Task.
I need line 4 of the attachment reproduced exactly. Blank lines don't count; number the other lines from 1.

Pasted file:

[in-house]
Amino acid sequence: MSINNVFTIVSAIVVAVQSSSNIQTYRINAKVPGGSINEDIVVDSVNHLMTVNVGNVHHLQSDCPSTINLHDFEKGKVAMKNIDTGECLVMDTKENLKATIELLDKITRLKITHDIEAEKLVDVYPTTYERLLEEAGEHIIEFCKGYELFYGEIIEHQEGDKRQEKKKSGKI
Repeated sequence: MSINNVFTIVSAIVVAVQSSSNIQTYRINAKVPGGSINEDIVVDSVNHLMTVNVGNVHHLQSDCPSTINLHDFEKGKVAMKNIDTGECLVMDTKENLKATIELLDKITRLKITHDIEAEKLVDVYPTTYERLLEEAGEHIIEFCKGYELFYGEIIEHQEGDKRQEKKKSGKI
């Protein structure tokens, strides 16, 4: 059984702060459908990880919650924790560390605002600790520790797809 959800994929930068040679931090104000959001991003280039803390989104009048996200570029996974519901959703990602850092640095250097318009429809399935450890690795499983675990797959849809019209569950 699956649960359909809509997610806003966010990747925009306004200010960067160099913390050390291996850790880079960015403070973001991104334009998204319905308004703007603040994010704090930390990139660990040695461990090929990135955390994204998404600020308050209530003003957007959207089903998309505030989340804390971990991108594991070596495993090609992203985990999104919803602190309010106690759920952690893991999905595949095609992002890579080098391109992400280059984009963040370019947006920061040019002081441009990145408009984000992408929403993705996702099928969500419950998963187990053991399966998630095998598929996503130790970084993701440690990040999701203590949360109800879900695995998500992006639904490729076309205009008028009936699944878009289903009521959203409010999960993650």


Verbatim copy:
């Protein structure tokens, strides 16, 4: 059984702060459908990880919650924790560390605002600790520790797809 959800994929930068040679931090104000959001991003280039803390989104009048996200570029996974519901959703990602850092640095250097318009429809399935450890690795499983675990797959849809019209569950 699956649960359909809509997610806003966010990747925009306004200010960067160099913390050390291996850790880079960015403070973001991104334009998204319905308004703007603040994010704090930390990139660990040695461990090929990135955390994204998404600020308050209530003003957007959207089903998309505030989340804390971990991108594991070596495993090609992203985990999104919803602190309010106690759920952690893991999905595949095609992002890579080098391109992400280059984009963040370019947006920061040019002081441009990145408009984000992408929403993705996702099928969500419950998963187990053991399966998630095998598929996503130790970084993701440690990040999701203590949360109800879900695995998500992006639904490729076309205009008028009936699944878009289903009521959203409010999960993650």